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Monday, April 14, 2014

Failing Small

One of the things I've learned over the years of building standards is that the best way to implement something new is to have several good examples of what you work with.  The first one should be simple, and will get you probably two thirds of the way there.   The next should be equally simple.  If you can do it the same way, you've probably validated your initial approach.  The next should be a bit more compex, and expose some of the edge cases you ignored in the beginning.  If it still fits in without change, you must be a master at this already.  That has never happened with anything I've worked on.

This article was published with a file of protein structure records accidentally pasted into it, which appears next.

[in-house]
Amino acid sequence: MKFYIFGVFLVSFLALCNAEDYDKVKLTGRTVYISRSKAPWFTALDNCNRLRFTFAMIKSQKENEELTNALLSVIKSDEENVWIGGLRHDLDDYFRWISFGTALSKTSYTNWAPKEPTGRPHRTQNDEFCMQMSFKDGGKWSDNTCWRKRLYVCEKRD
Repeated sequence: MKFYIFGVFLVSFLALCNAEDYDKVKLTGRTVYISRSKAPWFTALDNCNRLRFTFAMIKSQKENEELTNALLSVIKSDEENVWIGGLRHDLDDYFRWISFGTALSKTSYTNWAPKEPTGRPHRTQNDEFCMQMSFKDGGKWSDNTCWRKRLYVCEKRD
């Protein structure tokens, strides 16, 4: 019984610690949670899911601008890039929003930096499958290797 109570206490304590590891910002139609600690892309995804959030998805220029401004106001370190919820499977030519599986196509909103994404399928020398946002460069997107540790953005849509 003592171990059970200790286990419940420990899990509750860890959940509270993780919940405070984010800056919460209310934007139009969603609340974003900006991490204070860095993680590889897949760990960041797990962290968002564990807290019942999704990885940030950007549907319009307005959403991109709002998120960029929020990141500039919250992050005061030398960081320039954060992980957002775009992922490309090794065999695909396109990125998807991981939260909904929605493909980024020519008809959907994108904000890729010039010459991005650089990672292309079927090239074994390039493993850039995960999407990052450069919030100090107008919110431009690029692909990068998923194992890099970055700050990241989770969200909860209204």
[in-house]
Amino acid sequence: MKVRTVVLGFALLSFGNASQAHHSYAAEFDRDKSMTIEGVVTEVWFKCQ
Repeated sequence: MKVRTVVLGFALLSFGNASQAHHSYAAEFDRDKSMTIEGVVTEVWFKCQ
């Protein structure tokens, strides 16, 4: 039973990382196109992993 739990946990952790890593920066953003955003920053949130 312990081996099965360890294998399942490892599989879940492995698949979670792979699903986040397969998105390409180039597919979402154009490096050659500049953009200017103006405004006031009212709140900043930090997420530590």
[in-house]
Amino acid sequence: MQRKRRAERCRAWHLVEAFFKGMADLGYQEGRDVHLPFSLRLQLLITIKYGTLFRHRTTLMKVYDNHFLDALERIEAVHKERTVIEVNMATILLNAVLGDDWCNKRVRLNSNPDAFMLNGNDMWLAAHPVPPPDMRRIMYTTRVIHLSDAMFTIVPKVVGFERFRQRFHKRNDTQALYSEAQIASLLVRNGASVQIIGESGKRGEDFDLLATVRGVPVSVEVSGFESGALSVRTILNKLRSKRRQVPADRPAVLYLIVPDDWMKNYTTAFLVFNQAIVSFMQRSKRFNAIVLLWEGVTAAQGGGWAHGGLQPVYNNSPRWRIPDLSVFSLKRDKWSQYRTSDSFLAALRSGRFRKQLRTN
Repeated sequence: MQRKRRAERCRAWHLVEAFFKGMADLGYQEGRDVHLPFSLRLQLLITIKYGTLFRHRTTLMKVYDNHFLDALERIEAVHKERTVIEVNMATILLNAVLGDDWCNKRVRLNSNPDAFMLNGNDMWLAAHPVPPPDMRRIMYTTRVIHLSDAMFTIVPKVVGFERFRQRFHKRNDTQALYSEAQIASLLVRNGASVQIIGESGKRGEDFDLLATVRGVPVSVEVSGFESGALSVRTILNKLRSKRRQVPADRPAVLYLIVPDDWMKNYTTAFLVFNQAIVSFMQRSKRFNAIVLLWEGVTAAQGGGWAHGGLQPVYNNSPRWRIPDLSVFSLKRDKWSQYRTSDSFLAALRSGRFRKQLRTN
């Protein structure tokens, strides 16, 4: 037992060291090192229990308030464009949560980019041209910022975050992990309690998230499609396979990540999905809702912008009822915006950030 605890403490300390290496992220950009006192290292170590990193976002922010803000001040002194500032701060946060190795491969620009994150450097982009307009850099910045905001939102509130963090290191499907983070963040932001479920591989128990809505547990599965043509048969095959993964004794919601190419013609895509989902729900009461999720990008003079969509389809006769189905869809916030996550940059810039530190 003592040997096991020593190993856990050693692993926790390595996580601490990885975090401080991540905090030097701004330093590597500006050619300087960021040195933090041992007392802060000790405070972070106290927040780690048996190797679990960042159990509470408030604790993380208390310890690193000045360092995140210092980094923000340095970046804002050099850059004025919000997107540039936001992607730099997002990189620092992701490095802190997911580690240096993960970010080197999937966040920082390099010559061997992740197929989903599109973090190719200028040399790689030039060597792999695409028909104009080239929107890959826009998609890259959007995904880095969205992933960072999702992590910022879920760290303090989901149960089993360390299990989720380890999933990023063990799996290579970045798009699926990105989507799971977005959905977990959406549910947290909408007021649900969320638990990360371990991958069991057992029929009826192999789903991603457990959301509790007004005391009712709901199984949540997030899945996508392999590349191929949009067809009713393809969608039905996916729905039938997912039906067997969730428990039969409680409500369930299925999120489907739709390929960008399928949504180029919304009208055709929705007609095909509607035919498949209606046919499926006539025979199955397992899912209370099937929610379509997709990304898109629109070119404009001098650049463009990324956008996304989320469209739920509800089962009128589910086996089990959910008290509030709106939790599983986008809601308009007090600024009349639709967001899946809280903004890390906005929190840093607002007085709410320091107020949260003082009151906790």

After you get that far, you really need to try this out at several scales, first just by testing, next in a pilot, and finally in regional and national deployments.  Each time you try it out, you move up a level in scale. The advantage here is that each time you can bring lessons learned into the next stage.  Unfortunately, when programs have lofty goals, they often don't allow enough time for the pilot and subsequent stages.

That can result in abysmal failures.  We've seen examples of this in implementation of Health Insurance Exchanges in the US and in my home state, as well as in many national projects worldwide.  

The point is that not only do you want to fail fast, but also to fail small, so that you can succeed big.

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